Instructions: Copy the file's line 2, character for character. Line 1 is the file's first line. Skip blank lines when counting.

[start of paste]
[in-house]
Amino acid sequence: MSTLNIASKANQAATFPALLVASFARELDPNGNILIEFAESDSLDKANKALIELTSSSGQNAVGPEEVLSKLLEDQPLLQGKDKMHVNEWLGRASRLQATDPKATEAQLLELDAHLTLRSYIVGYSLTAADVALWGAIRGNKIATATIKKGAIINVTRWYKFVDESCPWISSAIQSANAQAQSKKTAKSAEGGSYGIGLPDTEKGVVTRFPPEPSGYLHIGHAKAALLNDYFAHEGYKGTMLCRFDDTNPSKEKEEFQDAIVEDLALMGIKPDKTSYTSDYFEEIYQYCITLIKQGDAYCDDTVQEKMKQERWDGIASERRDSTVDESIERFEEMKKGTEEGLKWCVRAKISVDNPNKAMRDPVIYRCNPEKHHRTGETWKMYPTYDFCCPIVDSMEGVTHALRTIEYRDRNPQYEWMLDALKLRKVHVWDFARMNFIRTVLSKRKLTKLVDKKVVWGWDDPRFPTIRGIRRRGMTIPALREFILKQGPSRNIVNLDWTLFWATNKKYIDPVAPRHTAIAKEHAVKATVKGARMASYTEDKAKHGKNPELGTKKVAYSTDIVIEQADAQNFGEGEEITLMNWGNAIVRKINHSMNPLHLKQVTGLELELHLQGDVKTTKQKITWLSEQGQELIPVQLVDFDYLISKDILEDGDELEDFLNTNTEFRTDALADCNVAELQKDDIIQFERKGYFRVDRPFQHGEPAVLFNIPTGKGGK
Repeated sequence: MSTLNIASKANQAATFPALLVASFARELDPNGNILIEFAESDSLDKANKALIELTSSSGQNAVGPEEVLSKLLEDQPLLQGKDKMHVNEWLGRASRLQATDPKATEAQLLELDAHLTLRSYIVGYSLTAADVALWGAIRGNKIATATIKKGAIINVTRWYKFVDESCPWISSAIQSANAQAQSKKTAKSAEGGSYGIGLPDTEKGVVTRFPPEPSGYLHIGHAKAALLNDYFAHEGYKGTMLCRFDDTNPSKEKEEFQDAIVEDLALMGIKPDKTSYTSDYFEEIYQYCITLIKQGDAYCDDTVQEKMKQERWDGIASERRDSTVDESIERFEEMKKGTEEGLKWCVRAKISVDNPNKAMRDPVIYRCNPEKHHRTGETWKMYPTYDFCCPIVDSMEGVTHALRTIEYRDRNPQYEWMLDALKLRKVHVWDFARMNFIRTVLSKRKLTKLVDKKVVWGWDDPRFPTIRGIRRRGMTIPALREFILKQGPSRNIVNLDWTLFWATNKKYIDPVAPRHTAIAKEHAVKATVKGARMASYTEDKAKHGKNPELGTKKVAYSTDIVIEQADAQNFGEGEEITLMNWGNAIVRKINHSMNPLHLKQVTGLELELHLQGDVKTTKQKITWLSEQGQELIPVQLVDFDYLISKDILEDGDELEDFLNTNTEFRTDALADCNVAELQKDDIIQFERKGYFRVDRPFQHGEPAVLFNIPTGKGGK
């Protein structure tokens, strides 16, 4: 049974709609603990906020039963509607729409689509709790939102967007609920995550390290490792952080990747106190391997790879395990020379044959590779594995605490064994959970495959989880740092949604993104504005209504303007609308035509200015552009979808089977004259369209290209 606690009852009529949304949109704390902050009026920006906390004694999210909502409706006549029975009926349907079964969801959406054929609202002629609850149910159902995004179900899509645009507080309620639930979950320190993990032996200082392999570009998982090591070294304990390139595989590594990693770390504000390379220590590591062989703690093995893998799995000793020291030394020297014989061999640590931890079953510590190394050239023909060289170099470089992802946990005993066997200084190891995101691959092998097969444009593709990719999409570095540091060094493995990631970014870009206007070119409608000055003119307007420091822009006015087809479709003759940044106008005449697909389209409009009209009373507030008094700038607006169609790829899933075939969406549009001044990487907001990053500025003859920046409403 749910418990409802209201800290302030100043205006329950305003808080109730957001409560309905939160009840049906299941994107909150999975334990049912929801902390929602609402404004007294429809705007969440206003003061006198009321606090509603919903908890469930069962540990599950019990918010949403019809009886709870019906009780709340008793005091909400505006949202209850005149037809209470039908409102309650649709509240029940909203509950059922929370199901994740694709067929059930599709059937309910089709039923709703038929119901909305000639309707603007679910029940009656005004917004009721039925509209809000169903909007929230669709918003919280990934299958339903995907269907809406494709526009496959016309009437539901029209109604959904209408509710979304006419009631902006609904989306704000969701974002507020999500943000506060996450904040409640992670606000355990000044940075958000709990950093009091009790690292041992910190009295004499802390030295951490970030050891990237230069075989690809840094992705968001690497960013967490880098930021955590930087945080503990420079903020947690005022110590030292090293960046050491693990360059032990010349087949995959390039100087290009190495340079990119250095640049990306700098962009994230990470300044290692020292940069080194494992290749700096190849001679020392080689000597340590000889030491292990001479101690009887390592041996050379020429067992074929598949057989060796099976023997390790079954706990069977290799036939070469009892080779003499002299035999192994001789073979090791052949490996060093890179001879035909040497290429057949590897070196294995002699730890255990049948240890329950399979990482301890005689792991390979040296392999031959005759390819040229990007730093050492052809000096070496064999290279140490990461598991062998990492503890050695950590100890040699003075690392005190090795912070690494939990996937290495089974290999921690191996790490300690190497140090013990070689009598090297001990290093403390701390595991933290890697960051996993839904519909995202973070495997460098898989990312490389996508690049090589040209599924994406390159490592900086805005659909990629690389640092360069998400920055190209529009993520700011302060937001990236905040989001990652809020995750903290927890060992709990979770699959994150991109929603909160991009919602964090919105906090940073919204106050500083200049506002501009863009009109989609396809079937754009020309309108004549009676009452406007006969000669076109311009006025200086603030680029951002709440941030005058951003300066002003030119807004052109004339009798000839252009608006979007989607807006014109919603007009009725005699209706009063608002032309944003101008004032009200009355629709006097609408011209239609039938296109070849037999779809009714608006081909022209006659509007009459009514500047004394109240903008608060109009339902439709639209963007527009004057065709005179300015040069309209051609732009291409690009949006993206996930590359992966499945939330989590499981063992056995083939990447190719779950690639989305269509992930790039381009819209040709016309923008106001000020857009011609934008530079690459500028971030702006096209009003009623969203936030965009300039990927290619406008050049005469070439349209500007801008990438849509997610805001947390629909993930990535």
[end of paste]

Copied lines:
Amino acid sequence: MSTLNIASKANQAATFPALLVASFARELDPNGNILIEFAESDSLDKANKALIELTSSSGQNAVGPEEVLSKLLEDQPLLQGKDKMHVNEWLGRASRLQATDPKATEAQLLELDAHLTLRSYIVGYSLTAADVALWGAIRGNKIATATIKKGAIINVTRWYKFVDESCPWISSAIQSANAQAQSKKTAKSAEGGSYGIGLPDTEKGVVTRFPPEPSGYLHIGHAKAALLNDYFAHEGYKGTMLCRFDDTNPSKEKEEFQDAIVEDLALMGIKPDKTSYTSDYFEEIYQYCITLIKQGDAYCDDTVQEKMKQERWDGIASERRDSTVDESIERFEEMKKGTEEGLKWCVRAKISVDNPNKAMRDPVIYRCNPEKHHRTGETWKMYPTYDFCCPIVDSMEGVTHALRTIEYRDRNPQYEWMLDALKLRKVHVWDFARMNFIRTVLSKRKLTKLVDKKVVWGWDDPRFPTIRGIRRRGMTIPALREFILKQGPSRNIVNLDWTLFWATNKKYIDPVAPRHTAIAKEHAVKATVKGARMASYTEDKAKHGKNPELGTKKVAYSTDIVIEQADAQNFGEGEEITLMNWGNAIVRKINHSMNPLHLKQVTGLELELHLQGDVKTTKQKITWLSEQGQELIPVQLVDFDYLISKDILEDGDELEDFLNTNTEFRTDALADCNVAELQKDDIIQFERKGYFRVDRPFQHGEPAVLFNIPTGKGGK